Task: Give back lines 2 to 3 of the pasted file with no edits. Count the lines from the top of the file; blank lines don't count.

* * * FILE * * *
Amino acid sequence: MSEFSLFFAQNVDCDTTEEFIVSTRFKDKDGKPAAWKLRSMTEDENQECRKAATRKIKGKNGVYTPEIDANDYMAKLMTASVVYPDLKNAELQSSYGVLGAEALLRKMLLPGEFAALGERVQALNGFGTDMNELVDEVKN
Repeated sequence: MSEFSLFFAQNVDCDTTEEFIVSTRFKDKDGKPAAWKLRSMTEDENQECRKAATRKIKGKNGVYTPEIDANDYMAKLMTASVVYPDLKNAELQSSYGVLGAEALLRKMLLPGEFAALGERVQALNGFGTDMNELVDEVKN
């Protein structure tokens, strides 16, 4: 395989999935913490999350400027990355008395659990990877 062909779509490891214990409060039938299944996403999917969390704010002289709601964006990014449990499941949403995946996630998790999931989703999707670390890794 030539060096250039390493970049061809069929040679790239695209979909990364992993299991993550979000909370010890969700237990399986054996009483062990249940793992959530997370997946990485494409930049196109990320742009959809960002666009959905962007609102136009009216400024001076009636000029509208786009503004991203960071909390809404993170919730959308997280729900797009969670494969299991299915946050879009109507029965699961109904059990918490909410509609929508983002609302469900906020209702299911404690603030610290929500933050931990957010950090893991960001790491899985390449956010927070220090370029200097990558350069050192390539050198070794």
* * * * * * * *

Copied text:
Repeated sequence: MSEFSLFFAQNVDCDTTEEFIVSTRFKDKDGKPAAWKLRSMTEDENQECRKAATRKIKGKNGVYTPEIDANDYMAKLMTASVVYPDLKNAELQSSYGVLGAEALLRKMLLPGEFAALGERVQALNGFGTDMNELVDEVKN
């Protein structure tokens, strides 16, 4: 395989999935913490999350400027990355008395659990990877 062909779509490891214990409060039938299944996403999917969390704010002289709601964006990014449990499941949403995946996630998790999931989703999707670390890794 030539060096250039390493970049061809069929040679790239695209979909990364992993299991993550979000909370010890969700237990399986054996009483062990249940793992959530997370997946990485494409930049196109990320742009959809960002666009959905962007609102136009009216400024001076009636000029509208786009503004991203960071909390809404993170919730959308997280729900797009969670494969299991299915946050879009109507029965699961109904059990918490909410509609929508983002609302469900906020209702299911404690603030610290929500933050931990957010950090893991960001790491899985390449956010927070220090370029200097990558350069050192390539050198070794």